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Best of the Best

Two quilts sponsored by Waverley Patchworkers into the 2016 Quilt Showcase are hanging in the Best of the Best display at the Australasian Quilt Convention. Congratulations to Darelle for The Pleasure of Patchwork and Suzanne for Water Lilies.

Not only are these ladies talented members of Waverley Patchworkers, they have both recently taken on co-ordination roles in the group. I was asked by a visitor when doing White Glove duty at AQC “How do I get to have my quilt hanging in this exhibition?” The answer I gave was to join your local guild, get active in the group and display your quilts at the local show. This is exactly what Darelle and Suzanne have done – and look how far they have come.

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AQC Challenge Finalists

Two members of Waverley Patchworkers have quilts in the finals of the 2017 AQC Challenge. Congratulations to Mariya Waters and Eileen Campbell. Both quilts feature birds in their makers response to the theme Made in Australia: Fauna and Flora.

Mariya’s larger than life portrait of an Eclectus Parrot was seen at our February meeting but had to be kept under wraps until now. Eileen has placed the familiar Rainbow Lorikeets in one of her favourite plants, the Bushy Yate.

Winners of the challenge will be announced on April 19 and we wish both of these talented ladies the very best.

All quilts can be seen at the Australasian Quilt Convention, Royal Exhibition Building, Melbourne from Thursday April 20 to Sunday April 23 where you can vote for your favourite.

You can preview the 31 challenge entries here.


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Shibori Workshop

Our first workshop for 2017 was led by Leanne O’Sullivan of Kimono House. Leanne has extensive experience in using indigo dye and with shibori techniques and shared three processes with an enthusiastic group of 11 ladies and one gentleman.

Kimono House is located in the Nicholas Building, Swanston Street Melbourne. The current exhibition My Blue Heaven is from Leanne’s personal collection of indigo textiles and continues until April 22.

Shibori involves resist dying, using stitching, wrapping, knotting and clamping. Careful preparation is the key to a successful result, although we learned that it is an organic process so the unexpected may happen.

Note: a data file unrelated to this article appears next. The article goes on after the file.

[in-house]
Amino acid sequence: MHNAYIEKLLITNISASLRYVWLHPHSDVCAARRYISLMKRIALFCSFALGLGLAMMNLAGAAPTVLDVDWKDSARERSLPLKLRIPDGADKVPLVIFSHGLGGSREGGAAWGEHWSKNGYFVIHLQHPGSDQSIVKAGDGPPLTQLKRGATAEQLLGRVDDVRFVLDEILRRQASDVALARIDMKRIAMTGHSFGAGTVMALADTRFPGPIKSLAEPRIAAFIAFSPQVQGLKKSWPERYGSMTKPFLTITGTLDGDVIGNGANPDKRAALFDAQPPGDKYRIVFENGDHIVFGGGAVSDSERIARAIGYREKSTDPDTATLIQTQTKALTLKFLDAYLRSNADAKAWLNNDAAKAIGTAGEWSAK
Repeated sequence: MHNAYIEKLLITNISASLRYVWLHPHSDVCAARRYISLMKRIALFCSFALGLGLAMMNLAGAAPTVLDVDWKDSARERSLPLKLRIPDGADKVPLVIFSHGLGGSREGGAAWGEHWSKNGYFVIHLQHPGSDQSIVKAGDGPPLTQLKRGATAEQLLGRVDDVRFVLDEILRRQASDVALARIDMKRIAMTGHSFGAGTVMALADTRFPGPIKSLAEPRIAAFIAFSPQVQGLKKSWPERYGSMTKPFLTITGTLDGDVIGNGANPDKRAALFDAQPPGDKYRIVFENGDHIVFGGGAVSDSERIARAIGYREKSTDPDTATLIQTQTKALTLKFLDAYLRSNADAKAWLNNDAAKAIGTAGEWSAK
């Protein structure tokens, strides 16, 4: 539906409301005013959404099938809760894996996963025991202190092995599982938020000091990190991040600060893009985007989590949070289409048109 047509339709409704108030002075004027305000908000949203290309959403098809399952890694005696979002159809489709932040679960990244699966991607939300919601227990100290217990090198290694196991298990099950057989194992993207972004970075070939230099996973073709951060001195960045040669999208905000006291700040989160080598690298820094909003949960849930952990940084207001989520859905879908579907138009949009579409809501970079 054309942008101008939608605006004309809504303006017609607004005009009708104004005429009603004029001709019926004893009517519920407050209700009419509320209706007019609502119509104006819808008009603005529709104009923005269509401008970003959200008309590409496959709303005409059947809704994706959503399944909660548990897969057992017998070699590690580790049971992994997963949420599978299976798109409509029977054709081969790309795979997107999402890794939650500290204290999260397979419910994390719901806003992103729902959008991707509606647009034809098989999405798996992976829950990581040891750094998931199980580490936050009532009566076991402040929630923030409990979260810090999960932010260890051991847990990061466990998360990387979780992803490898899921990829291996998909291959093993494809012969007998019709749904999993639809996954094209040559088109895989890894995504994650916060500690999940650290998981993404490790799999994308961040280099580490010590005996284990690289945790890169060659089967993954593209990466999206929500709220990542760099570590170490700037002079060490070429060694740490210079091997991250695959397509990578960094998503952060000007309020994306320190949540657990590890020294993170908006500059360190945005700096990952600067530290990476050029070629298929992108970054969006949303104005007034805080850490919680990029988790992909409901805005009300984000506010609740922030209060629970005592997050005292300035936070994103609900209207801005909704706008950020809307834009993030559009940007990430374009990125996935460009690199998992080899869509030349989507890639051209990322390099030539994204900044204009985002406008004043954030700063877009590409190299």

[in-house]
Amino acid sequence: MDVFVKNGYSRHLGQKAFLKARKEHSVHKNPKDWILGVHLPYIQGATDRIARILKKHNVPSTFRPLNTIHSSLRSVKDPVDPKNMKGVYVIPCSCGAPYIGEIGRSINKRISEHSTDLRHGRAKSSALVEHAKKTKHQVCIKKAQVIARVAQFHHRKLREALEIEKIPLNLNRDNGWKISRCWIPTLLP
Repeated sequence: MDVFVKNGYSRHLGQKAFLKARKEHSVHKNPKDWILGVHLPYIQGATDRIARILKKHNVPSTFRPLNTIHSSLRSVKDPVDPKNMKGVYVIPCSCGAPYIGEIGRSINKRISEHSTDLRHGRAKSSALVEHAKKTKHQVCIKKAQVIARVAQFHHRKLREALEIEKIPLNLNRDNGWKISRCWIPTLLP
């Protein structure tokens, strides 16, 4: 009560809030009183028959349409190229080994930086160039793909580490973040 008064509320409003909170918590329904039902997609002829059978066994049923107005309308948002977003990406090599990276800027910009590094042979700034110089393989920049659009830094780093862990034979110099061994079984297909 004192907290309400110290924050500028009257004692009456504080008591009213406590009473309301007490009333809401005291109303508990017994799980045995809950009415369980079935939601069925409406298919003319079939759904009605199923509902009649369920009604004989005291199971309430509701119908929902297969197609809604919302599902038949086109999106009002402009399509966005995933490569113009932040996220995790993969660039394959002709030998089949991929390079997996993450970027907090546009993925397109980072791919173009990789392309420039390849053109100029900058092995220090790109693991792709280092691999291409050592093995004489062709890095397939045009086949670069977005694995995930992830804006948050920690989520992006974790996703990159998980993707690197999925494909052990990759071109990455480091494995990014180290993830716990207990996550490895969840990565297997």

The dying process began with the careful mixing of the indigo and chemicals in buckets of water. As the dye reacts to both fibre and oxygen it was important to work slowly and avoid bubbles. The mix was left to brew all morning, by afternoon the indigo flower on the surface indicated that the dye vat was ready.

The pieces came out green at first then, as they were exposed to the air, the deep indigo colour appeared. The clamped pieces were carefully unwrapped to reveal symmetrical patterns. The stitched pieces were allowed to dry and then painstakingly unpicked to reveal the delicate lines.

By packup time everyone had completed three pieces of gorgeous indigo in cotton and silk. It is easy to see that we are very pleased with our work and appreciate the time and energy given to the class by our teacher Leanne.

Workshops are an important part of the Waverley Patchworker’s year, you can find a listing of the full program under the Workshops Tab at the top of the page. Details of the next workshop, Bag Making with Leesa Chandler are in your member Newsletter.

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March Show and Tell

Maybe the weather has been far too hot to do any quilting, or it might be that everyone is working on really large projects. Whatever the reason there were only three quilts for show and tell at our March Monthly Meeting, fortunately they were all stunning.

The Gift Quilt team was busy planning the sewing day on the 5th Wednesday in March. Here are some of the recently finished quilts.


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The Journey

Guest Speakers at our March Monthly meeting were Waverley members Liz and Heather who are also members of the Lions Club of Quilters. They have been involved in The Journey project from its inception and told of the dream to establish a Quilt and Textile Museum here in Victoria.

This dream began after a 2011 trip organised by Annette Blake to various textile museums in the United States. The question on everyone’s lips was “Why can’t we have a museum like these ones in Australia?” The first answer was that we don’t have the strong tradition of philanthropy that is behind the American quilting museums. Undaunted a group of quilters decided that Lions International may be the organisation to assist. And so the Lions Club of Quilters was established.